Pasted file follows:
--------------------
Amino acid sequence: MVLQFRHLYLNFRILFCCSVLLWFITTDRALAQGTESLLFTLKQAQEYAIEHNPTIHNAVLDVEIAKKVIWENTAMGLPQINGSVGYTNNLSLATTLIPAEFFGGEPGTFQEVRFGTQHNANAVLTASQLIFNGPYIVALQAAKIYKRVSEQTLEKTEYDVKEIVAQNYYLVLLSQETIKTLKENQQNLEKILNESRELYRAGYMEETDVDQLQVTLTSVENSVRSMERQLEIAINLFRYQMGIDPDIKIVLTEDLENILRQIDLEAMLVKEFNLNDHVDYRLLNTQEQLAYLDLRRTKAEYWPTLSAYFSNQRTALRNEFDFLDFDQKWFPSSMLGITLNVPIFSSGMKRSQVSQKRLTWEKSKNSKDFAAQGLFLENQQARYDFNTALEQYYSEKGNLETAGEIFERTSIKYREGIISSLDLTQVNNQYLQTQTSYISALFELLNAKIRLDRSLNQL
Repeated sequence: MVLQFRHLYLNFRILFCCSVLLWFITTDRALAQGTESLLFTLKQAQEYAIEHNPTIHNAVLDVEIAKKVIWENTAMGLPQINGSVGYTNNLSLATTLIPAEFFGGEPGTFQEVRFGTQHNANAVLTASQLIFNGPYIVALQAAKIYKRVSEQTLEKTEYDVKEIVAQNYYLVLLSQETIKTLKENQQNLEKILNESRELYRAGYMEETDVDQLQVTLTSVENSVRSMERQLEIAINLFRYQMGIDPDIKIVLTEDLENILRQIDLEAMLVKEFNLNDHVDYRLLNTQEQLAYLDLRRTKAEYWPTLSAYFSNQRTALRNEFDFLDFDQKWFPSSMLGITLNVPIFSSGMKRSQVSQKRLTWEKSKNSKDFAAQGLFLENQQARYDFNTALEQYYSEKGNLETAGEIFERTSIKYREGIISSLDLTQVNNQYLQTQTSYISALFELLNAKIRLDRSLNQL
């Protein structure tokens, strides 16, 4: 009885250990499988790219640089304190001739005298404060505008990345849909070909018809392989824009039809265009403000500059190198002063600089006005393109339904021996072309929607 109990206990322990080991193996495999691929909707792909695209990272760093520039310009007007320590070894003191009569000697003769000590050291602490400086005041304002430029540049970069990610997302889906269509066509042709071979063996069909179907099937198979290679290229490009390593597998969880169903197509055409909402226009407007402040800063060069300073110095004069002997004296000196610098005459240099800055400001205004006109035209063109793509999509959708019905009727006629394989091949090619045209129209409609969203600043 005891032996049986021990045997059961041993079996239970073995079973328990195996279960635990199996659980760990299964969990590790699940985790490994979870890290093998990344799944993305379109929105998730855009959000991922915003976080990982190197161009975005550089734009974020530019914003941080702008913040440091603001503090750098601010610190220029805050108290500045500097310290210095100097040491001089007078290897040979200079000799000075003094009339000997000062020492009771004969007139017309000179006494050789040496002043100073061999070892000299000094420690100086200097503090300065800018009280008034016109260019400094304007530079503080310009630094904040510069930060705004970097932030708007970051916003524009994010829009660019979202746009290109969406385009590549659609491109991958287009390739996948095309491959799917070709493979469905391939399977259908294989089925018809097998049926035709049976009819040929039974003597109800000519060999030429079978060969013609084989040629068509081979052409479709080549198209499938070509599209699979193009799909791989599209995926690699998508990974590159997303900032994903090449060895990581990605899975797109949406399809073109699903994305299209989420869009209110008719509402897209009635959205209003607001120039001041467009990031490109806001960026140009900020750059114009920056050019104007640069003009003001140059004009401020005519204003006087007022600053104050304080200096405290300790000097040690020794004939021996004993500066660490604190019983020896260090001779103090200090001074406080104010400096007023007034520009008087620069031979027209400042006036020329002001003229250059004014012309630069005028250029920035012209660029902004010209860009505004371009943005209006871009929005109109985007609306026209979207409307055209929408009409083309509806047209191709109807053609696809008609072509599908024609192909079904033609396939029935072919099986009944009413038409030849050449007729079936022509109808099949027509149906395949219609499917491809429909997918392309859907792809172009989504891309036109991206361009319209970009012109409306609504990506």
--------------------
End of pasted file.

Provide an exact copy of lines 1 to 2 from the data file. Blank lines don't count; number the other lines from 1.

Amino acid sequence: MVLQFRHLYLNFRILFCCSVLLWFITTDRALAQGTESLLFTLKQAQEYAIEHNPTIHNAVLDVEIAKKVIWENTAMGLPQINGSVGYTNNLSLATTLIPAEFFGGEPGTFQEVRFGTQHNANAVLTASQLIFNGPYIVALQAAKIYKRVSEQTLEKTEYDVKEIVAQNYYLVLLSQETIKTLKENQQNLEKILNESRELYRAGYMEETDVDQLQVTLTSVENSVRSMERQLEIAINLFRYQMGIDPDIKIVLTEDLENILRQIDLEAMLVKEFNLNDHVDYRLLNTQEQLAYLDLRRTKAEYWPTLSAYFSNQRTALRNEFDFLDFDQKWFPSSMLGITLNVPIFSSGMKRSQVSQKRLTWEKSKNSKDFAAQGLFLENQQARYDFNTALEQYYSEKGNLETAGEIFERTSIKYREGIISSLDLTQVNNQYLQTQTSYISALFELLNAKIRLDRSLNQL
Repeated sequence: MVLQFRHLYLNFRILFCCSVLLWFITTDRALAQGTESLLFTLKQAQEYAIEHNPTIHNAVLDVEIAKKVIWENTAMGLPQINGSVGYTNNLSLATTLIPAEFFGGEPGTFQEVRFGTQHNANAVLTASQLIFNGPYIVALQAAKIYKRVSEQTLEKTEYDVKEIVAQNYYLVLLSQETIKTLKENQQNLEKILNESRELYRAGYMEETDVDQLQVTLTSVENSVRSMERQLEIAINLFRYQMGIDPDIKIVLTEDLENILRQIDLEAMLVKEFNLNDHVDYRLLNTQEQLAYLDLRRTKAEYWPTLSAYFSNQRTALRNEFDFLDFDQKWFPSSMLGITLNVPIFSSGMKRSQVSQKRLTWEKSKNSKDFAAQGLFLENQQARYDFNTALEQYYSEKGNLETAGEIFERTSIKYREGIISSLDLTQVNNQYLQTQTSYISALFELLNAKIRLDRSLNQL